Morning Report – Monday 8 February
Jon Robson, Head of Trading
“After last week’s disappointing U.S. jobs report, market participants will want to see better U.S. economic data, clearer plans for the fiscal stimulus, and progress in fighting the pandemic. Without all three, the dollar remains vulnerable.”
U.S. Treasury Secretary Janet Yellen said on Sunday that American workers who earn $60,000 per year should receive stimulus checks as part of the White House’s proposed $1.9 trillion coronavirus relief package. If Congress approves the $1.9 trillion plan, the country would get back to full employment next year, Yellen said.
The U.K. is on track to vaccinate all people over age 50 by May and is already planning for a program of top-up immunisations to fight new variants of coronavirus from the autumn. The NHS is planning a mass campaign of booster jabs against new variants of coronavirus, in what the vaccines minister suggested would become an annual effort to prevent Covid-19 as the virus keeps mutating.
Sterling held gains versus the dollar and the euro overnight. The bosses of supermarkets, retail property owners and other store chains are pushing Chancellor Sunak for action to ease their tax burden with a permanent reduction in business rates when the current temporary relief comes to an end in April. Meanwhile, bankers are gearing up for a face off with the Bank of England over the future of the UK’s ringfencing law, which require the separation of retail and investment banking divisions.
The euro is slightly lower against other major currencies in the early morning trade. Mario Draghi is on track to form a new Italian government after the former head of the European Central Bank won initial backing of some of the biggest parties. Draghi will start a second round of talks with parties on Monday and is expected to meet trade unions and business lobbies. European Central Bank President Christine Lagarde predicted the euro-area recovery will pick up in the summer, while stressing that public authorities will have a difficult job weaning the economy off of emergency support.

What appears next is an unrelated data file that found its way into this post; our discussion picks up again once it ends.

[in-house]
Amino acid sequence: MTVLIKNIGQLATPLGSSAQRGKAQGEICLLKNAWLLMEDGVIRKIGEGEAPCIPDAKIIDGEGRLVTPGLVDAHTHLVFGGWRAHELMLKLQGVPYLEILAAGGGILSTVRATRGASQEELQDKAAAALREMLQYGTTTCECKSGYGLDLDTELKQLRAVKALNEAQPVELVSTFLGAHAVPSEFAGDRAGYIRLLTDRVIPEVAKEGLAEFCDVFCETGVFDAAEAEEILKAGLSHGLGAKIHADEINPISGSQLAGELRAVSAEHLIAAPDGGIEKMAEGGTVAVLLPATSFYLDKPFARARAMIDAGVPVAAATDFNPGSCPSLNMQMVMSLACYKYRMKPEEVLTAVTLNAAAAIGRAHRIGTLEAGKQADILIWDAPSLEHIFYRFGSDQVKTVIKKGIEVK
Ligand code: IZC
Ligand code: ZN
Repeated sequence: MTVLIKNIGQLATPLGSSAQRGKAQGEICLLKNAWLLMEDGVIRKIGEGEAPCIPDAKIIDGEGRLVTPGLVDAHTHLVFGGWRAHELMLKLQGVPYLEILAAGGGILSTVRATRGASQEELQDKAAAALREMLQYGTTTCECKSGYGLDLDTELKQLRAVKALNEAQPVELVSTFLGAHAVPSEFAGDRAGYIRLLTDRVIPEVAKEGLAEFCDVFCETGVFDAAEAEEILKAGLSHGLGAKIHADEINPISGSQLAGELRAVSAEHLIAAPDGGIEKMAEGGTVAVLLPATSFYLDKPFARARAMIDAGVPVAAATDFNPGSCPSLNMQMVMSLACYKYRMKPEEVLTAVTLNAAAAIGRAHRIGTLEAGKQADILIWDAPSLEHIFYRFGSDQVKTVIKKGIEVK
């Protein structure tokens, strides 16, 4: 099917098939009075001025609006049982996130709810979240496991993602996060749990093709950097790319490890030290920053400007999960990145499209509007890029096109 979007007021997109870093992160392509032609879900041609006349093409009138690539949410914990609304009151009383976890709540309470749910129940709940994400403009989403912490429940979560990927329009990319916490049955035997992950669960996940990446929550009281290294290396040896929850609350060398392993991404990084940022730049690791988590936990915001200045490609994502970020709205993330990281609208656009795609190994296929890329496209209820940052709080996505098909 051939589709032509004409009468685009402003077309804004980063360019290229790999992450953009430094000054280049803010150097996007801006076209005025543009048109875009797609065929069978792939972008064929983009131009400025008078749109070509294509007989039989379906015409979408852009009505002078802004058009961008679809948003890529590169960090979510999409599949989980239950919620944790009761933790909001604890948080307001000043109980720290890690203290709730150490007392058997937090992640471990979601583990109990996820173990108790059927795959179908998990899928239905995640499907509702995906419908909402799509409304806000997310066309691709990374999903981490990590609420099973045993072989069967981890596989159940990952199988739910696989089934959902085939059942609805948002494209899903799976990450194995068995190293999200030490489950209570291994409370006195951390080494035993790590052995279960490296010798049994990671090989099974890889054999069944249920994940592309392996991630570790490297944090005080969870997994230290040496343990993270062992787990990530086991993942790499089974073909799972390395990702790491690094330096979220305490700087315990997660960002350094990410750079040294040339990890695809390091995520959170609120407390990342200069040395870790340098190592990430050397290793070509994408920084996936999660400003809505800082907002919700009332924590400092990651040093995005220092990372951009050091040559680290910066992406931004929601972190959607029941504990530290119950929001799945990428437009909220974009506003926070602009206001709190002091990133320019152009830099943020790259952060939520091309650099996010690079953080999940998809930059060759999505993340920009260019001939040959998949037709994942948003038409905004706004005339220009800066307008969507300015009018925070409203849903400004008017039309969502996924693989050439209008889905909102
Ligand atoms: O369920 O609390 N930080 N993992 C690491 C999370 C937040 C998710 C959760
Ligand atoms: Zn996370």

The dollar was little changed against most majors this morning. Speaking from the White House alongside Treasury secretary Yellen on Friday, Biden said the “biggest risk” on fiscal policy was not if the US government went “too big” but rather “too small”, stifling the rebound. The release of U.S. consumer prices and consumer sentiment later this week will help determine whether a recent rise in inflation expectations and Treasury yields was justified.
U.S. and European contracts climbed after the S&P 500 closed at an all-time high Friday. Japan’s Topix index ended Monday at the highest since 1991 amid reports the government may lift its state of emergency early for some areas. Ten-year Treasury yields rose, while the pace of U.S. inflation implied by the bond market accelerated to the fastest since 2014. Brent crude topped $60 a barrel, gold is flat.
Main Economic Data/Central Banks/Government (All times CET)
8:00 a.m.: Germany Dec. Industrial Production
9:00 a.m.: Spain Dec. Industrial Output
10:30 a.m.: Euro-Area Feb. Sentix Investor Confidence
11:30 a.m.: Germany sells bills
2:50 p.m.: France sells bills
5:00 p.m.: ECB’s Villeroy speaks, ECB’s Lagarde speaks in European Parliament
Earnings include SoftBank Group